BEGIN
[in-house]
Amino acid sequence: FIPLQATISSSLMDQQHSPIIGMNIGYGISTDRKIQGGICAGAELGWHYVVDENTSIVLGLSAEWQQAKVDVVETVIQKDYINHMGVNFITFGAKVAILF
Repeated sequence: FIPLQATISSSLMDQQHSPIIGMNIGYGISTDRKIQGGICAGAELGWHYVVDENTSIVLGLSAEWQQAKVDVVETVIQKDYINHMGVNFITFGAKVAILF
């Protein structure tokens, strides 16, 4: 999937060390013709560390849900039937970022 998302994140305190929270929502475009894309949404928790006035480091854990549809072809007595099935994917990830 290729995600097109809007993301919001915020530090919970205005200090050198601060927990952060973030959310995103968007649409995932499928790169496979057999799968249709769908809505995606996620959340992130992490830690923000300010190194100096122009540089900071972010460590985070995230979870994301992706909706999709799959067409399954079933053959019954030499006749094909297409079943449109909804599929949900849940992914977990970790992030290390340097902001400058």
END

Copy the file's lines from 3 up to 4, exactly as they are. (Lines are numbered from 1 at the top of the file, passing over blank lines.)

Repeated sequence: FIPLQATISSSLMDQQHSPIIGMNIGYGISTDRKIQGGICAGAELGWHYVVDENTSIVLGLSAEWQQAKVDVVETVIQKDYINHMGVNFITFGAKVAILF
């Protein structure tokens, strides 16, 4: 999937060390013709560390849900039937970022 998302994140305190929270929502475009894309949404928790006035480091854990549809072809007595099935994917990830 290729995600097109809007993301919001915020530090919970205005200090050198601060927990952060973030959310995103968007649409995932499928790169496979057999799968249709769908809505995606996620959340992130992490830690923000300010190194100096122009540089900071972010460590985070995230979870994301992706909706999709799959067409399954079933053959019954030499006749094909297409079943449109909804599929949900849940992914977990970790992030290390340097902001400058």